Articles

Solved reroute via wifi from 1 router to another via wireless

November 10, 2012 at 07:29:00
Specs: Windows 8

Hello,

i have :
1- Router that is working as Router (IP: 192.168.0.1 ) ( Ethernet ) routing from :
IP Address: 192.168.67.83
Subnet Mask: 255.255.192.0
DNS Server: 192.168.100.1 , 195.175.39.39

and its providing internet via Wireless.


2- router for the office ( connected network HDD, Printer ) is using the IP : 192.168.5.254

-------------------


what i want to do :

1- turn the wirless off on the router ( 192.168.0.1 ).
2- make all of the employees in the office use the wifi on the router ( 192.168.5.254 ).
3- make the router 192.168.5.254 serve Internet.

the problem : we cann't connect the first router ( 192.168.0.1 ) to the second router ( 192.168.5.254 ) via Ethernet.

The question :

can we connect them via wireless ??


The Main Router : 192.168.5.254
Linksys X3000

The Internet Router : 192.168.0.1
150M Wireless Lite N Router
Model No. TL-WR740N / TL-WR740ND


Thanks a lot


See More: reroute via wifi from 1 router to another via wireless

Report •


#1
November 10, 2012 at 20:11:53

Yes, port forwarding, if the router does not have settings to be used as a remote or repeater etc.

Report •

#2
November 29, 2012 at 06:12:31

No. Not when they're on different subnets/networks.

Why do you need 2 separate routers? Just disconnect the first router (192.168.0.x) and have all computers connect to the second router (192.168.5.x). It can support up to 255 users or devices (addresses) concurrently.


Report •

#3
November 29, 2012 at 07:24:41
✔ Best Answer

I can't see you being able to connect a second router that's on a different subnet wirelessly.

This is easy enough using a network cable to connect the two because you can connect from a LAN port on the upstream router to the "WAN" (internet/external) port of the downstream of the downstream router.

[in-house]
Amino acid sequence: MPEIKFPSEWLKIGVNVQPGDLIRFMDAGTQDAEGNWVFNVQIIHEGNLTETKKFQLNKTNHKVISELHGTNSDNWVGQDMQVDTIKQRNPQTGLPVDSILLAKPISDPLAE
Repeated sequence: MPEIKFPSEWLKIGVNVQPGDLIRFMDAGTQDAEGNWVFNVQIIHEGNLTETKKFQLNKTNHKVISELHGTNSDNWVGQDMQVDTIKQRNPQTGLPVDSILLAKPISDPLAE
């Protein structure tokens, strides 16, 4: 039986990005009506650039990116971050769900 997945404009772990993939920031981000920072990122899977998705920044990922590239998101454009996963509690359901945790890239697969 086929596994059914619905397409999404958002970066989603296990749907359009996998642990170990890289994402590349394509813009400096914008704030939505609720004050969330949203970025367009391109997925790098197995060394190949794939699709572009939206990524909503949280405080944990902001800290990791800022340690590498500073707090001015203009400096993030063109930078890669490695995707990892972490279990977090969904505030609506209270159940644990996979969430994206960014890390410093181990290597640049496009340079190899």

However, with wireless, you would need to put one of the two in "bridge" mode. Bridging is not routing. One uses a bridge to extend a single subnet/network, not add a second, different subnet/network. Bridges don't do routing and I suspect (but I could be wrong, I've never tried this) that a SOHO router will not route while in bridge mode.

So you have two choices as I see it:

1) Put the downstream router on the same subnet as the upstream router and connect it in bridge mode wirelessly.

or

2) Connect the two router's with a network cable and configure the downstream router with a different subnet.

If you have to go with option two you will want to click on my name above in this response and read my “how-to” guide titled, “Add a second Router to your LAN

You're going to want to use the separate subnet scenario wherein you interconnect the two routers "LAN port to WAN port"

I know you said you can't connect with a cable but you should take a serious look at pulling one. If you can't, then you'll have to extend (bridge) the present internet subnet to the second router and connect it (second router) in bridge mode.

digirat

It can support up to 255 users or devices (addresses) concurrently.

I've found with SOHO equipment you can get about 10 to 15 wireless clients concurrently connected before they reach saturation point. Once they reach saturation point (ie: as many concurrent connections as they can easily handle) they begin dropping connected clients when a new connection request comes along. You end up in a round robin situation with nobody being able to be stay connected for any reasonable lenght of time.

It matters not how straight the gate,
How charged with punishments the scroll,
I am the master of my fate;
I am the captain of my soul.

***William Henley***


Report •

Related Solutions


Ask Question